The BRSC succeeded in taking control of several areas of Benghazi in 2014, declaring the city an Islamic emirate, and held some areas for nearly three years.[39] However, the establishment of ISIS wilayat (emirates) in Libya in November 2014, and ISIS’s subsequent seizure of territory around Sirte in mid-2015, increased the pressure on ASL in Benghazi. Several high-level figures and foot soldiers defected from ASL to ISIS, drawn by the promise of power and glory in Sirte.[40] Concomitantly, international support for Haftar’s anti-Islamist Libyan National Army (LNA) forces was invigorated, resulting in a growing number of defeats and casualties for the BRSC. ISIS’s loss of territorial control in Sirte in December 2016 at the hands of forces aligned with Libya’s UN-backed Government of National Accord (GNA), supported by US air strikes, only served to embolden Haftar’s Benghazi campaign, with the BRSC quickly losing ground and support.[41] In May 2017, ASL officially announced that it was disbanding [42] and in July 2017 Haftar declared Benghazi fully ‘liberated from terrorists’.[43] Although minor clashes were still ongoing in certain areas of the city in October 2017, the military and political clout of Salafi-jihadists in Benghazi had certainly been severely undermined. Yet it is foolish to believe that al-Qaida linked groups will simply give up or that the seeds of Salafi-jihadism that they have sown in Benghazi will simply wither away.

Al-Qaida-Linked Groups in Derna: A Force to Be Reckoned With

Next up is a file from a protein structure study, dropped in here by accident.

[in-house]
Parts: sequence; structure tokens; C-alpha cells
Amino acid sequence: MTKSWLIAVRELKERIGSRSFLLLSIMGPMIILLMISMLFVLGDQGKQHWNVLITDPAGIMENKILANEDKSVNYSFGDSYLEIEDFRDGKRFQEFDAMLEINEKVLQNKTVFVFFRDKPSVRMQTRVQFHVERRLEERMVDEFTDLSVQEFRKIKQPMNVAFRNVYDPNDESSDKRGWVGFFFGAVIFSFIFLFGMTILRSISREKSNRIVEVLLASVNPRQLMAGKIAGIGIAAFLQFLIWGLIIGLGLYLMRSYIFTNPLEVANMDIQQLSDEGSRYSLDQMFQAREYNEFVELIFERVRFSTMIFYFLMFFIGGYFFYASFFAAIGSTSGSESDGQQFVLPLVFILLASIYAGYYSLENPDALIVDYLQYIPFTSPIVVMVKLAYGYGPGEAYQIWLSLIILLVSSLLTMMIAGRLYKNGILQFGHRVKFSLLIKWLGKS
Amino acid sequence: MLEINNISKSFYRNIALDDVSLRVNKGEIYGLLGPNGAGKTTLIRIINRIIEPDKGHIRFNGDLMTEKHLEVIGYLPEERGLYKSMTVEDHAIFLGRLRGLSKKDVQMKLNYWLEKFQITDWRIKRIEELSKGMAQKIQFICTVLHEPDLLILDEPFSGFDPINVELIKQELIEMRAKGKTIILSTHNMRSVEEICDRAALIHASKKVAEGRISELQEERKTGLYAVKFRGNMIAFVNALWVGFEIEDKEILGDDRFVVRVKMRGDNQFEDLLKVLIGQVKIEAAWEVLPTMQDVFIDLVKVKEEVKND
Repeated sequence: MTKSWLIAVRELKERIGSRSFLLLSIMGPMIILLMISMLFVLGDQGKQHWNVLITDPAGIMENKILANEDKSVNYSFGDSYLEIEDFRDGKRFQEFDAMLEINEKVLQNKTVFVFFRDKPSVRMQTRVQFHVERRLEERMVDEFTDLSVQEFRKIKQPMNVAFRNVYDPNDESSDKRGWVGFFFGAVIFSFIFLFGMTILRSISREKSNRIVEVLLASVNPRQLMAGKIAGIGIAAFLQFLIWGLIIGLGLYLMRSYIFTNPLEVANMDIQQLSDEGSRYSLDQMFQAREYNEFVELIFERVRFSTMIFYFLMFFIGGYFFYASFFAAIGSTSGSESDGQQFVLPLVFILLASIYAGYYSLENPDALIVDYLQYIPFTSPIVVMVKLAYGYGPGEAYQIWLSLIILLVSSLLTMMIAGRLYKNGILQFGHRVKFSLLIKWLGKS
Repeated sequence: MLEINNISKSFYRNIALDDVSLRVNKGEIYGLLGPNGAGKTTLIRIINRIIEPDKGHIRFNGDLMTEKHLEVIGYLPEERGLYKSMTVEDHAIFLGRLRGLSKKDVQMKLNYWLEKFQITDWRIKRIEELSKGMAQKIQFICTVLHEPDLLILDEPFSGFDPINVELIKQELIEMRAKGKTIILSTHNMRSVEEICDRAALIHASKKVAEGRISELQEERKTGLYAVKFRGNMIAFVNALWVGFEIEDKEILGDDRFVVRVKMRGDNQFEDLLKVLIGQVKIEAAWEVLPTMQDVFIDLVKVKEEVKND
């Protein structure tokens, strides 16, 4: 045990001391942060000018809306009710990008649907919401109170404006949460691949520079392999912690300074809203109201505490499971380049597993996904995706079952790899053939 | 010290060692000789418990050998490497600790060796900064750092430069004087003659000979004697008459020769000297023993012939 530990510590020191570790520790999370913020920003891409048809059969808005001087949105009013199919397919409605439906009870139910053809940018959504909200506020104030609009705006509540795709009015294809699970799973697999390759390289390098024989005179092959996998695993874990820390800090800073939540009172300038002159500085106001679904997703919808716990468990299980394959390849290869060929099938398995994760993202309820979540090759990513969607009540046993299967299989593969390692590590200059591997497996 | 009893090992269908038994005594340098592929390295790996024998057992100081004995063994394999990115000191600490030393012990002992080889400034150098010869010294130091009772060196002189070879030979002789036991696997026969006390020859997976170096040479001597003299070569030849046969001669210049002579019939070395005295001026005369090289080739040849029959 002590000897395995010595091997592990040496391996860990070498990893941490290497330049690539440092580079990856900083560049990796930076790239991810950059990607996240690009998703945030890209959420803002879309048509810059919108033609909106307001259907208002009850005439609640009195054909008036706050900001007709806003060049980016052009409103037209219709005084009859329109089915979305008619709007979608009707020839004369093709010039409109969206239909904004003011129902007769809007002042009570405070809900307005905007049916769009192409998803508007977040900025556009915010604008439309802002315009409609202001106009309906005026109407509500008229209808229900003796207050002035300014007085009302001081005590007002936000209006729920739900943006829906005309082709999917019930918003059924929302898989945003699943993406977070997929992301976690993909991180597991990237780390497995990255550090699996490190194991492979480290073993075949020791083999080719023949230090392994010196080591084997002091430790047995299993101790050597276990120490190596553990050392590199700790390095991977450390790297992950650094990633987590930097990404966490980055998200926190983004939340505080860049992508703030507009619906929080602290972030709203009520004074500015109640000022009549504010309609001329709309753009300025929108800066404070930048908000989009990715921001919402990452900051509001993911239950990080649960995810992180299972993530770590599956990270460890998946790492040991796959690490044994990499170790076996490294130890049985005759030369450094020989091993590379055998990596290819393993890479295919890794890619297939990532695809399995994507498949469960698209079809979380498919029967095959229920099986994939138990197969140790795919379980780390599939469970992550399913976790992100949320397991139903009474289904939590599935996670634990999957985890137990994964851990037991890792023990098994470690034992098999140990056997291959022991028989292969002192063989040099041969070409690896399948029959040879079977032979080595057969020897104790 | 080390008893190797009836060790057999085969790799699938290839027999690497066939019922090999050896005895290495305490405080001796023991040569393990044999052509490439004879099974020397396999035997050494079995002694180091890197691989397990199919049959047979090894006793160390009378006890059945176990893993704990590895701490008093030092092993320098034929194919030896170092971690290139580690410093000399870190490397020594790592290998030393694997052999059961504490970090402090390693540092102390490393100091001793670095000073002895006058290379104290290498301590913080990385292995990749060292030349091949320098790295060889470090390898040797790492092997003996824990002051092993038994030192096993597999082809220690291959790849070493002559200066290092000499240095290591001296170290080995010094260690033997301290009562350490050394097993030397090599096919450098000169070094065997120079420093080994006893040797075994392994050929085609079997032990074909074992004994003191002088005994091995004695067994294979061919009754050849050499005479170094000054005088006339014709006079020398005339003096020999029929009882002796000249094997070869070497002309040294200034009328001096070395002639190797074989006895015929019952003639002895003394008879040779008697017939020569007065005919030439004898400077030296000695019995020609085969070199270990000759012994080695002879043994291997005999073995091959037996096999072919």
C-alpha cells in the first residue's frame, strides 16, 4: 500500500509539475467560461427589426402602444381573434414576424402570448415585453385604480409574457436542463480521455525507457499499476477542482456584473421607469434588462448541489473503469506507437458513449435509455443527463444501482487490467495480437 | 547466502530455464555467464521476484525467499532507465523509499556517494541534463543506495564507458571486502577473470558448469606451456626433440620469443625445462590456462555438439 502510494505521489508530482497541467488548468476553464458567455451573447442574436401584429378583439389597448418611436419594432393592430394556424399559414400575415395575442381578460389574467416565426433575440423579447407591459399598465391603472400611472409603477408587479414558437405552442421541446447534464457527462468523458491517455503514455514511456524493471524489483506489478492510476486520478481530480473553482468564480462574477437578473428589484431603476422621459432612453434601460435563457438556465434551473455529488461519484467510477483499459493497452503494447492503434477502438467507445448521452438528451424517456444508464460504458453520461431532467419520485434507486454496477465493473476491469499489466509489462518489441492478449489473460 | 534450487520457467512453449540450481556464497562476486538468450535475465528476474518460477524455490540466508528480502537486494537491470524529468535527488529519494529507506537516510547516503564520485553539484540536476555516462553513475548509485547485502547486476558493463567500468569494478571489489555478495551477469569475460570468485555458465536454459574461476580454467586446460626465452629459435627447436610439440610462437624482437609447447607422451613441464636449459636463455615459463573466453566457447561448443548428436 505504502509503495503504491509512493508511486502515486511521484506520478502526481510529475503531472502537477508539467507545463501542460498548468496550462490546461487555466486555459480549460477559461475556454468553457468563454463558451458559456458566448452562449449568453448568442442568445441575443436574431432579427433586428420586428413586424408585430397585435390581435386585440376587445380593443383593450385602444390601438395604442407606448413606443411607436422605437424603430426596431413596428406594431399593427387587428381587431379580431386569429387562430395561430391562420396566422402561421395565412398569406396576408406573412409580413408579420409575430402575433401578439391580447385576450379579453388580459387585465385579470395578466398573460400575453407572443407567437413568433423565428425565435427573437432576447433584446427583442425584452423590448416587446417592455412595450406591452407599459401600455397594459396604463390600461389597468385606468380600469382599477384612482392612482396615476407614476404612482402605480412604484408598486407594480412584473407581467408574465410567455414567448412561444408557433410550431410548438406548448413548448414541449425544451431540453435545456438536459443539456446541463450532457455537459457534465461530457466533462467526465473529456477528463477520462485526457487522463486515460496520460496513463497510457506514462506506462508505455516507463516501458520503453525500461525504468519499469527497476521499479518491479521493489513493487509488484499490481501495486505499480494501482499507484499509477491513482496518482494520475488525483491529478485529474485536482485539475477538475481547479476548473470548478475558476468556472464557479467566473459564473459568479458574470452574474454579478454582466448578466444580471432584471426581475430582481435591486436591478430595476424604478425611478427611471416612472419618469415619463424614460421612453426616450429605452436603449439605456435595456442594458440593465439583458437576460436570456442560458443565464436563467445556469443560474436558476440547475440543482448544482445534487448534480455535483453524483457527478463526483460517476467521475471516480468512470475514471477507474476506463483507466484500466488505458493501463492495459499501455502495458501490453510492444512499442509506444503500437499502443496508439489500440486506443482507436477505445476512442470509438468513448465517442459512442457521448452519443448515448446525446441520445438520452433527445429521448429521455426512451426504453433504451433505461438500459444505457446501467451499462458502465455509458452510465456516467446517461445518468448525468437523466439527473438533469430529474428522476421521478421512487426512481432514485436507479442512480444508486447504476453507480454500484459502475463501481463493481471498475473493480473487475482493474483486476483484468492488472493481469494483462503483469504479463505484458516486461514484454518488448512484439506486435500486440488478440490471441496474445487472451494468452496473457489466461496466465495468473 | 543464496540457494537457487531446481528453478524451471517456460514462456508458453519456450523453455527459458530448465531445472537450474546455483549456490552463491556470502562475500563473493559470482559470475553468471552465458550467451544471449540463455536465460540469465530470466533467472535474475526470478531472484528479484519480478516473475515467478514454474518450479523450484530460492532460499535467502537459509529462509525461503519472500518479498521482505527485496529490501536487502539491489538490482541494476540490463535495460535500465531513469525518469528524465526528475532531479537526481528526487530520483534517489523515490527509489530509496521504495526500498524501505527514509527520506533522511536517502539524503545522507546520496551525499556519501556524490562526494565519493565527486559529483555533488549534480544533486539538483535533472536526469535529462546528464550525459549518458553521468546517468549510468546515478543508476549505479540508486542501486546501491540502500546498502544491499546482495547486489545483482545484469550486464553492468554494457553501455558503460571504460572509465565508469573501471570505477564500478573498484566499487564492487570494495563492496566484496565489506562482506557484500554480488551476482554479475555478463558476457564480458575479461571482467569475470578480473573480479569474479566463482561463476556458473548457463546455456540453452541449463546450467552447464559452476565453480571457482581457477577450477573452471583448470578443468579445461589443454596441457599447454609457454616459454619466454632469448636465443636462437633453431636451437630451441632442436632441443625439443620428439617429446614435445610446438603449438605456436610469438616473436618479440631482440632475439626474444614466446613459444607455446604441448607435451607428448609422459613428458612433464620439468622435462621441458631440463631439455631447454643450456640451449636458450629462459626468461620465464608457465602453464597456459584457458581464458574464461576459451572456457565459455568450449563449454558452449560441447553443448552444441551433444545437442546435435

In Derna, after the 2011 uprisings, Libyan militias with links to al-Qaida and international Salafi-jihadi networks were able to exert their control over the city far more quickly and comprehensively than their counterparts in Benghazi - or elsewhere throughout Libya for that matter. Derna had been the main stronghold for the LIFG in the 1990s and its residents had a long history of fighting for jihadi causes overseas. As a result, there was a deep pool of recruits who were amenable to Salafi-jihadi ideology.[44] Furthermore, the city was severely marginalised and neglected under Qadhafi, meaning that the social structures which helped provide resistance to Salafi-jihadism in other areas of Libya, such as tribes, political activism and centres of learning, were weak and were easily undermined by powerful groups such as the al-Qaida-linked Abu Salim Martyrs Brigade (ASMB) and Abu Suan bin Qumu’s branch of Ansar al-Sharia in Derna (ASD). ASMB is one of the most powerful individual groups in Derna and like ASD, espouses an ultraconservative ideology and frequently cites al-Qaida ideologues.[45] However, it advocates Libyan nationalism rather than creation of a caliphate. It was one of the driving forces behind the strict implementation of Sharia law and practices in Derna from 2012 onwards. The influence of these groups grew steadily from that point, effectively turning Derna into a jihadi statelet where rival Islamist and jihadi militias fought for supremacy among themselves, cutting its residents off from the rest of the country.[46]